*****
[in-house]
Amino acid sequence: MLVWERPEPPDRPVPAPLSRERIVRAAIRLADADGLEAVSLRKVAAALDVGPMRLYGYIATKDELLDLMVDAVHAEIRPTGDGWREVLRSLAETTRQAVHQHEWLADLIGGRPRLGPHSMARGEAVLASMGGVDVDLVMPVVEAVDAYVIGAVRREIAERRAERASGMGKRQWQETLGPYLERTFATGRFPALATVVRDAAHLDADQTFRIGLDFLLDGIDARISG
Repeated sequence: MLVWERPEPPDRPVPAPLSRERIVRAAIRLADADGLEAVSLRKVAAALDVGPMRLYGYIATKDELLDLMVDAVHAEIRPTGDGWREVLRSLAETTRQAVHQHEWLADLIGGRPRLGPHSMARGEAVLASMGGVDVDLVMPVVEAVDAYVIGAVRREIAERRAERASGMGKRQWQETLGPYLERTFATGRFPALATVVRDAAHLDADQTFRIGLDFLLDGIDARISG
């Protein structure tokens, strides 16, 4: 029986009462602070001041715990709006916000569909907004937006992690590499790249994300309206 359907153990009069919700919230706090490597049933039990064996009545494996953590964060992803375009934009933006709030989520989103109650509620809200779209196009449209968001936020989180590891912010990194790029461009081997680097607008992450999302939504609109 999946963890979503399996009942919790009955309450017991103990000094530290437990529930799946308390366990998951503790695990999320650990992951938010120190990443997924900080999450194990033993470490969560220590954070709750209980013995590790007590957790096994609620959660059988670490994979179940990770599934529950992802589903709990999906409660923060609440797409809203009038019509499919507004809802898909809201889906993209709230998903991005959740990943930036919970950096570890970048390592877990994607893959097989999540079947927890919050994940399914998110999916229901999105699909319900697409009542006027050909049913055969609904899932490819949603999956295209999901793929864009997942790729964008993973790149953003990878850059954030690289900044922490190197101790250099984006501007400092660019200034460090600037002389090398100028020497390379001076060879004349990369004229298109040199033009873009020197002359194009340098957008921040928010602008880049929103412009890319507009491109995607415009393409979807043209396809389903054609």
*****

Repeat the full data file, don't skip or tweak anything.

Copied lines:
[in-house]
Amino acid sequence: MLVWERPEPPDRPVPAPLSRERIVRAAIRLADADGLEAVSLRKVAAALDVGPMRLYGYIATKDELLDLMVDAVHAEIRPTGDGWREVLRSLAETTRQAVHQHEWLADLIGGRPRLGPHSMARGEAVLASMGGVDVDLVMPVVEAVDAYVIGAVRREIAERRAERASGMGKRQWQETLGPYLERTFATGRFPALATVVRDAAHLDADQTFRIGLDFLLDGIDARISG
Repeated sequence: MLVWERPEPPDRPVPAPLSRERIVRAAIRLADADGLEAVSLRKVAAALDVGPMRLYGYIATKDELLDLMVDAVHAEIRPTGDGWREVLRSLAETTRQAVHQHEWLADLIGGRPRLGPHSMARGEAVLASMGGVDVDLVMPVVEAVDAYVIGAVRREIAERRAERASGMGKRQWQETLGPYLERTFATGRFPALATVVRDAAHLDADQTFRIGLDFLLDGIDARISG
């Protein structure tokens, strides 16, 4: 029986009462602070001041715990709006916000569909907004937006992690590499790249994300309206 359907153990009069919700919230706090490597049933039990064996009545494996953590964060992803375009934009933006709030989520989103109650509620809200779209196009449209968001936020989180590891912010990194790029461009081997680097607008992450999302939504609109 999946963890979503399996009942919790009955309450017991103990000094530290437990529930799946308390366990998951503790695990999320650990992951938010120190990443997924900080999450194990033993470490969560220590954070709750209980013995590790007590957790096994609620959660059988670490994979179940990770599934529950992802589903709990999906409660923060609440797409809203009038019509499919507004809802898909809201889906993209709230998903991005959740990943930036919970950096570890970048390592877990994607893959097989999540079947927890919050994940399914998110999916229901999105699909319900697409009542006027050909049913055969609904899932490819949603999956295209999901793929864009997942790729964008993973790149953003990878850059954030690289900044922490190197101790250099984006501007400092660019200034460090600037002389090398100028020497390379001076060879004349990369004229298109040199033009873009020197002359194009340098957008921040928010602008880049929103412009890319507009491109995607415009393409979807043209396809389903054609």